Re: Posthuman mind control (was RE: FAQ Additions)

Michael S. Lorrey (
Thu, 25 Feb 1999 15:29:24 -0500

Billy Brown wrote:

> Nick Bostrom was arguing in favor of programming a fundamental moral system
> into the AI, and then turning it loose with complete free will. My argument
> is that this is very unreliable - the more complex a mind becomes, the more
> difficult it is to predict how its moral principles will translate into
> actions. Also, an intelligent entity will tend to modify its moral system
> over time, which means that it will not retain an arbitrary set of
> principles indefinitely.

Yes, however how the individual's principles evolve will have a direct impact on that individual's fitness to survive. I think though, oppositely from you. The more intelligent an AI is, the more rigorously logical it will be, and thus will actually be far more predictably reliable than a less intelligent AI. Free will has far more to do with how we rationalize the things we do. When we do something, we or others wonder why we did what we did. We rationalize an explaination for it, and thus program ourselves to respond similarly to associated situations. An AI which is more intelligent than we are will likely be far more logical in its rationalizations for its actions than we are.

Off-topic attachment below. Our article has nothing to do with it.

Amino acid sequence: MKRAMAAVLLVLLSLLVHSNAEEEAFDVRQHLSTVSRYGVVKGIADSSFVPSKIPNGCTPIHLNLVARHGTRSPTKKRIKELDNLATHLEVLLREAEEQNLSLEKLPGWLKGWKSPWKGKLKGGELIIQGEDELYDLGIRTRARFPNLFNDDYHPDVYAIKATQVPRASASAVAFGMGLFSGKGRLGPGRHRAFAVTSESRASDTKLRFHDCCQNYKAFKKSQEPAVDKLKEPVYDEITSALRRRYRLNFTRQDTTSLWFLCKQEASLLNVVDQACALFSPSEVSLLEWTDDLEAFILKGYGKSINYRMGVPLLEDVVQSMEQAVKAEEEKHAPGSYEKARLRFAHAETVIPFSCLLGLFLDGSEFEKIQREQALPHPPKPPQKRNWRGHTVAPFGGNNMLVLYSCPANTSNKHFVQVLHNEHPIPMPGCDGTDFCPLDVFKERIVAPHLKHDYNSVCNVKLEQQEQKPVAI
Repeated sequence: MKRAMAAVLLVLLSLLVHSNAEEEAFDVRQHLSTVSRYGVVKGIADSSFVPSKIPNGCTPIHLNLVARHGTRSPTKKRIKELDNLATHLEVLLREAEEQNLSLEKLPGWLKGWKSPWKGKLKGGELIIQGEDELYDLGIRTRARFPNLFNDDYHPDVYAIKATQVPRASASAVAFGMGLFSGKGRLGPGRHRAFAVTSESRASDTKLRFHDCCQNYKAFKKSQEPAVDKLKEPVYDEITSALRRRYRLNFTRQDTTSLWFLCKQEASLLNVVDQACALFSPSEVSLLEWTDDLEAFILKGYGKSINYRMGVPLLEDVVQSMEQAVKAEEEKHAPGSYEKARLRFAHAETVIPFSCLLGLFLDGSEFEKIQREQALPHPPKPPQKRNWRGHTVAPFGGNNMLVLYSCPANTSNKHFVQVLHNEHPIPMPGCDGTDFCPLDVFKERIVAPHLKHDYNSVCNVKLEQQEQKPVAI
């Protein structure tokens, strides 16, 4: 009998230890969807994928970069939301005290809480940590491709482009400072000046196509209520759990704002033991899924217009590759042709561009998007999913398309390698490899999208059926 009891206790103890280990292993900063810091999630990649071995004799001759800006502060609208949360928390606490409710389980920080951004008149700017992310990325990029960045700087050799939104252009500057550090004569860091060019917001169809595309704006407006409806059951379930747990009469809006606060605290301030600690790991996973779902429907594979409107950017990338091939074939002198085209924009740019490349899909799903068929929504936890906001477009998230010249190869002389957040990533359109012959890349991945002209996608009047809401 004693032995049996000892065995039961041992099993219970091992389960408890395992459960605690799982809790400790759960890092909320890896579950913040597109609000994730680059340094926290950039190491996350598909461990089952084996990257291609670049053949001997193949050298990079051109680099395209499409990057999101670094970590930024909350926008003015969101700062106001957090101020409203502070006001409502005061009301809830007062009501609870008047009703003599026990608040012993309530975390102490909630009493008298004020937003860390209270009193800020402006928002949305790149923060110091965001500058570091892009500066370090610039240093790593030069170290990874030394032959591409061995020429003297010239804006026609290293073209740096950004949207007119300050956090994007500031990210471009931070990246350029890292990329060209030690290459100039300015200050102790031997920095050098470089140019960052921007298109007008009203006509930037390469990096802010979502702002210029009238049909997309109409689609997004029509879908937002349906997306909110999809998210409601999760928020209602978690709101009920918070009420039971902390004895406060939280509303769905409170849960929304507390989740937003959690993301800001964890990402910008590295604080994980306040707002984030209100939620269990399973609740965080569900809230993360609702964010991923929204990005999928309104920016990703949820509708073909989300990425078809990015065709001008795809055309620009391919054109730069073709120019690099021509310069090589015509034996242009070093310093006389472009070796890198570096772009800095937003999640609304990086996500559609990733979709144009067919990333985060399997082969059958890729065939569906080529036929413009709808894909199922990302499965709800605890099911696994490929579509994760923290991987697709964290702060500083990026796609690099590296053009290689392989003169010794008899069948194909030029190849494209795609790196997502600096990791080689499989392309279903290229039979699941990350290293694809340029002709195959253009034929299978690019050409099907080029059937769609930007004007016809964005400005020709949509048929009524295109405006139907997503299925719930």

> Now, I don't think that ongoing mental coercion is a good idea either, but
> that's a different line of argument. I would expect that you could devise
> an effective scheme for controlling any static mind, so long as it isn't too
> much smarter than you are. If you want to control something that is
> self-modifying you've got big problems - how do you design a control
> mechanism that will remain effective no matter what your creation evolves
> into?

You create a blind spot. In the blind spot is the 'concience' kernel, which cannot be directly manipulated. It can only be programmed by the experiential data input which it analyses for useful programming content. It colors this new content by its existing meme set before it integrates the new content into its accumulated database of 'dos' and 'donts'. The entire database gets to vote on every decision, so new content cannot completely wipe out old content, except under extremely stressful circumstances (i.e. HOT STUFF HURTS!).

Mike Lorrey